I read an interesting back and forth discussion on Vox with a WHO researcher who spent time in China that’s both comforting and concerning. On the one hand, COVID-19 doesn’t seem to spread like the typical flu, where you would usually find 20-40% of an entire population testing positive for the flu. Instead, only the close associates of COVID-19 patients showed transmission. That’s VERY GOOD news for this not becoming a world-wide pandemic like 1918. On the flip side, Chinese death rates may not transfer to many other countries as they employed sophisticated medical technology that many countries don’t have in volume. For example, they used blood oxygenator machines in the most severe cases. Hence, the Chinese became experts at managing the disease, eventually getting the outside Wuhan death rate at low as 0.7%.

The Near Future

We will likely see a spike in US cases this next few weeks, but much of that will be due to the fact that the CDC test for COVID-19 had issues and the FDA is now allowing local hospitals and universities to start testing. Hence, we have been under testing and thus underreporting the number of COVID-19 cases here.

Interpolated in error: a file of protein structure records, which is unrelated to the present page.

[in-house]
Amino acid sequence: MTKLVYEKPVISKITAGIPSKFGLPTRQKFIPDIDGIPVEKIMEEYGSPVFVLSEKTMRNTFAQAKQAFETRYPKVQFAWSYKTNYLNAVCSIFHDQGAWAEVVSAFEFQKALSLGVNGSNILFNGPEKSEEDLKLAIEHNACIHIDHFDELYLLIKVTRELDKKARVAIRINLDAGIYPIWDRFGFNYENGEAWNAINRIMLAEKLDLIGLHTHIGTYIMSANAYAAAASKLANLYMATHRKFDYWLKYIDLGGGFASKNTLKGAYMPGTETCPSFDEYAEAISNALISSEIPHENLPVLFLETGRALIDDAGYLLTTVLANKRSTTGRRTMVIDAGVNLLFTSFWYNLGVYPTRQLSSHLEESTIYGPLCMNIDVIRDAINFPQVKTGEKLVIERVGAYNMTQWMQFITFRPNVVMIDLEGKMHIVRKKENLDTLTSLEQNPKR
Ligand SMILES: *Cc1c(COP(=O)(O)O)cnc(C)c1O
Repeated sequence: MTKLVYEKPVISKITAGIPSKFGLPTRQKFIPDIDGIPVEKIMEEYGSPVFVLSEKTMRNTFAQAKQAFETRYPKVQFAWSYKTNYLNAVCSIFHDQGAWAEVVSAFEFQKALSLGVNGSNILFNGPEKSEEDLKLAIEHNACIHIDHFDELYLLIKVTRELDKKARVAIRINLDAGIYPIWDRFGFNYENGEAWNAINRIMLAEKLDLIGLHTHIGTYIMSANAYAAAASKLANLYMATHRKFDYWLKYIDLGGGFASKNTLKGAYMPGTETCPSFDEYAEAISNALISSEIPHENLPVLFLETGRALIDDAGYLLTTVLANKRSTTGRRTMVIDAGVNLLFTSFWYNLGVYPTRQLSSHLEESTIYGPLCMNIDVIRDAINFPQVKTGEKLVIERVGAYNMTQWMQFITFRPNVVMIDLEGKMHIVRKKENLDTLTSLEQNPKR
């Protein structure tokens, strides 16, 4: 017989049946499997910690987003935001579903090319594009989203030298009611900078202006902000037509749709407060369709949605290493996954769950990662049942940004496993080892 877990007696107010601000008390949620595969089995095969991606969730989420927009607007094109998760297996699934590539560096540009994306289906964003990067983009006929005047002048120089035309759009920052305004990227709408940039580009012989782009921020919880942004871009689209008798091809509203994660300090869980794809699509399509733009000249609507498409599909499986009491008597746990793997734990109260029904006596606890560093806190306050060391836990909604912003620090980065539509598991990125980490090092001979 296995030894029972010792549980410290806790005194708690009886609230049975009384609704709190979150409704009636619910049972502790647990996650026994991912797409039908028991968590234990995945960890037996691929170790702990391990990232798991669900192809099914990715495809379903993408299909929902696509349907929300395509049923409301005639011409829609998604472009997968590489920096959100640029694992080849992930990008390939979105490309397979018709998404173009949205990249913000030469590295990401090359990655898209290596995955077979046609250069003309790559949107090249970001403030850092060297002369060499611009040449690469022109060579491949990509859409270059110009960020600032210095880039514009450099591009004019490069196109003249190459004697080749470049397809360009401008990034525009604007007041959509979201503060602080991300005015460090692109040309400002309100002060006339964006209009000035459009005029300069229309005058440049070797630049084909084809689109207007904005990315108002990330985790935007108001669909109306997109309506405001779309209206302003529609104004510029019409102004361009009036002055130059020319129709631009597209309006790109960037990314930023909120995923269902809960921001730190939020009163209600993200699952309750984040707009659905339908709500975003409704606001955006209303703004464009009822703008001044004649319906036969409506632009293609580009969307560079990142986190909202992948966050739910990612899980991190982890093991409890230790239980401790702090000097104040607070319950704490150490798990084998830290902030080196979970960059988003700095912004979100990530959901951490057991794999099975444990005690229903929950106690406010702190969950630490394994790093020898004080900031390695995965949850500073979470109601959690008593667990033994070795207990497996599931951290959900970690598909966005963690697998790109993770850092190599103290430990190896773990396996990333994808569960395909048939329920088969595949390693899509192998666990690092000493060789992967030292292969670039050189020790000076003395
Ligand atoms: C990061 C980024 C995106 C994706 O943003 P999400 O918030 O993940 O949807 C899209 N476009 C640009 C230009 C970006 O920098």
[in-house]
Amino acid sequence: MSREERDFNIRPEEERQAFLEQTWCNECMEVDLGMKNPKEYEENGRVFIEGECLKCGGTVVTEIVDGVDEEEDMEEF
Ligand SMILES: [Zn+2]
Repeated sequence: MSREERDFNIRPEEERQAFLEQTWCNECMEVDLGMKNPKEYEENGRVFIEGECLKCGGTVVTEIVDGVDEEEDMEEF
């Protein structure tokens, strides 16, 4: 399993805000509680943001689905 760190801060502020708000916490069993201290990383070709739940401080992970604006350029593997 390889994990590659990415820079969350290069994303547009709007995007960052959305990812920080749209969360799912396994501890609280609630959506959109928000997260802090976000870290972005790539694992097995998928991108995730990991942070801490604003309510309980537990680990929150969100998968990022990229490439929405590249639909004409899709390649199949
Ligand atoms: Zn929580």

The good news is that it’s March and flu transmission is reduced in April and May because nicer weather brings more people outside where it’s harder for viruses to spread. So I would expect worldwide cases to begin to drop by late April. By summer, hopefully, this flu season is mostly over.

In the meantime, we may see a short-term recession while the US undergoes selective areas of quarantine. We may see more telecommuters decide to stay home and online delivery services like Amazon and the rest will do well for a few months. Factory production may be off in the first and second quarters but should roar back by the third quarter.

Protecting Yourself